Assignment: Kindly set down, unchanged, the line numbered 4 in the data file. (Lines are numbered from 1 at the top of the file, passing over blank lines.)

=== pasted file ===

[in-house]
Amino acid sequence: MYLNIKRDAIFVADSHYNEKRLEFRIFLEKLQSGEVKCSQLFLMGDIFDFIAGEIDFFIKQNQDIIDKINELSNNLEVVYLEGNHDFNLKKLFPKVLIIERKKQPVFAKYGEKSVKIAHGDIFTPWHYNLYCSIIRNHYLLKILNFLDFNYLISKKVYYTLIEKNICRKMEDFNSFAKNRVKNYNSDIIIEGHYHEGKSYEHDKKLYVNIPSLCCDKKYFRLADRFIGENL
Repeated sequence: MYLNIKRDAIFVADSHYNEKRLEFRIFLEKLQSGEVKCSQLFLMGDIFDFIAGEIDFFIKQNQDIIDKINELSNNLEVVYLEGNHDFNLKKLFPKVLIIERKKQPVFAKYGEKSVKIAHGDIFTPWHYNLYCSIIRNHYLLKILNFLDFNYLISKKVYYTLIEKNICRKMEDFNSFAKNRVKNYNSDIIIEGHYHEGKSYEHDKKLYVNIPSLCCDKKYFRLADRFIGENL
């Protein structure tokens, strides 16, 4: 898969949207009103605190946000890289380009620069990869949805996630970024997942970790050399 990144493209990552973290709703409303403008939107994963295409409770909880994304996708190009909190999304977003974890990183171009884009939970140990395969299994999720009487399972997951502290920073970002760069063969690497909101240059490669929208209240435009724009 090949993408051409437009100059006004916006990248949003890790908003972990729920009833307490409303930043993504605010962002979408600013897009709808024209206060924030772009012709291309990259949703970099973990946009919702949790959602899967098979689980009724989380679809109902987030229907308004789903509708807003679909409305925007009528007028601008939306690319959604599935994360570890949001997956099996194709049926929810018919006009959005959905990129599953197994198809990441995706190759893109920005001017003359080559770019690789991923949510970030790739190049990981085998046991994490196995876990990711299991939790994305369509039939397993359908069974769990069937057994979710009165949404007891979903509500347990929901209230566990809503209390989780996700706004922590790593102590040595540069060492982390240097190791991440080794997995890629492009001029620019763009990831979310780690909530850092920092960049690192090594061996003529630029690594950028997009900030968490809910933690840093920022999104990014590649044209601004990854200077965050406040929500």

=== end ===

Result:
């Protein structure tokens, strides 16, 4: 898969949207009103605190946000890289380009620069990869949805996630970024997942970790050399 990144493209990552973290709703409303403008939107994963295409409770909880994304996708190009909190999304977003974890990183171009884009939970140990395969299994999720009487399972997951502290920073970002760069063969690497909101240059490669929208209240435009724009 090949993408051409437009100059006004916006990248949003890790908003972990729920009833307490409303930043993504605010962002979408600013897009709808024209206060924030772009012709291309990259949703970099973990946009919702949790959602899967098979689980009724989380679809109902987030229907308004789903509708807003679909409305925007009528007028601008939306690319959604599935994360570890949001997956099996194709049926929810018919006009959005959905990129599953197994198809990441995706190759893109920005001017003359080559770019690789991923949510970030790739190049990981085998046991994490196995876990990711299991939790994305369509039939397993359908069974769990069937057994979710009165949404007891979903509500347990929901209230566990809503209390989780996700706004922590790593102590040595540069060492982390240097190791991440080794997995890629492009001029620019763009990831979310780690909530850092920092960049690192090594061996003529630029690594950028997009900030968490809910933690840093920022999104990014590649044209601004990854200077965050406040929500």